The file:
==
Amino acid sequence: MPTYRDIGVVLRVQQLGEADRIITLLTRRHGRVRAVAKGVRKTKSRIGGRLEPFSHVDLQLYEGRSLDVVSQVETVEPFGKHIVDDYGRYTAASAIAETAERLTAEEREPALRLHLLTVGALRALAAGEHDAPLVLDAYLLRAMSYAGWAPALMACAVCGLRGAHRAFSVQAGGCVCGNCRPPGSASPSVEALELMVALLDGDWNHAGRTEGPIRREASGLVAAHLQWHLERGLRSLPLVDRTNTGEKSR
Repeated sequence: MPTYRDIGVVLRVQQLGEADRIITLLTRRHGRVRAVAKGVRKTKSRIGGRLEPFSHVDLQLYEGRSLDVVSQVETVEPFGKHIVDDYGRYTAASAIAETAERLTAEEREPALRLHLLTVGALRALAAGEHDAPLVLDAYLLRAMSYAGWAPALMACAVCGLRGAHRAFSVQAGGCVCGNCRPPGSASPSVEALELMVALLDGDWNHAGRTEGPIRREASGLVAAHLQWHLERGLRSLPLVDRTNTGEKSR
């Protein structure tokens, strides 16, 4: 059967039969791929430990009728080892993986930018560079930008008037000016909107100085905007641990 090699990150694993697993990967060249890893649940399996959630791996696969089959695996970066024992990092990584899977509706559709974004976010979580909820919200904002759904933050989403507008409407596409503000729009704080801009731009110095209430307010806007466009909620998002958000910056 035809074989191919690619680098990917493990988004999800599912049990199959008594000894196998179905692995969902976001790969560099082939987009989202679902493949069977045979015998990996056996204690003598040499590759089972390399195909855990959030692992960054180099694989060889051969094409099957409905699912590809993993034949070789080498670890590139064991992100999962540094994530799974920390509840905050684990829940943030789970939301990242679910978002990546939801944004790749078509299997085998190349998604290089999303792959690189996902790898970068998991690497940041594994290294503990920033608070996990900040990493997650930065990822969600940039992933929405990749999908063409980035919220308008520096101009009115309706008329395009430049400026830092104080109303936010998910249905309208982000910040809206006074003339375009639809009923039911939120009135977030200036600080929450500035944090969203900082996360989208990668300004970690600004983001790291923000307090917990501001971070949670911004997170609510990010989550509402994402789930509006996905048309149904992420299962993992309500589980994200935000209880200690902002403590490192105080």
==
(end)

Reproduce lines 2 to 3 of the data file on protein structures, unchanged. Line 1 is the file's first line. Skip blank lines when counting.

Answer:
Repeated sequence: MPTYRDIGVVLRVQQLGEADRIITLLTRRHGRVRAVAKGVRKTKSRIGGRLEPFSHVDLQLYEGRSLDVVSQVETVEPFGKHIVDDYGRYTAASAIAETAERLTAEEREPALRLHLLTVGALRALAAGEHDAPLVLDAYLLRAMSYAGWAPALMACAVCGLRGAHRAFSVQAGGCVCGNCRPPGSASPSVEALELMVALLDGDWNHAGRTEGPIRREASGLVAAHLQWHLERGLRSLPLVDRTNTGEKSR
């Protein structure tokens, strides 16, 4: 059967039969791929430990009728080892993986930018560079930008008037000016909107100085905007641990 090699990150694993697993990967060249890893649940399996959630791996696969089959695996970066024992990092990584899977509706559709974004976010979580909820919200904002759904933050989403507008409407596409503000729009704080801009731009110095209430307010806007466009909620998002958000910056 035809074989191919690619680098990917493990988004999800599912049990199959008594000894196998179905692995969902976001790969560099082939987009989202679902493949069977045979015998990996056996204690003598040499590759089972390399195909855990959030692992960054180099694989060889051969094409099957409905699912590809993993034949070789080498670890590139064991992100999962540094994530799974920390509840905050684990829940943030789970939301990242679910978002990546939801944004790749078509299997085998190349998604290089999303792959690189996902790898970068998991690497940041594994290294503990920033608070996990900040990493997650930065990822969600940039992933929405990749999908063409980035919220308008520096101009009115309706008329395009430049400026830092104080109303936010998910249905309208982000910040809206006074003339375009639809009923039911939120009135977030200036600080929450500035944090969203900082996360989208990668300004970690600004983001790291923000307090917990501001971070949670911004997170609510990010989550509402994402789930509006996905048309149904992420299962993992309500589980994200935000209880200690902002403590490192105080």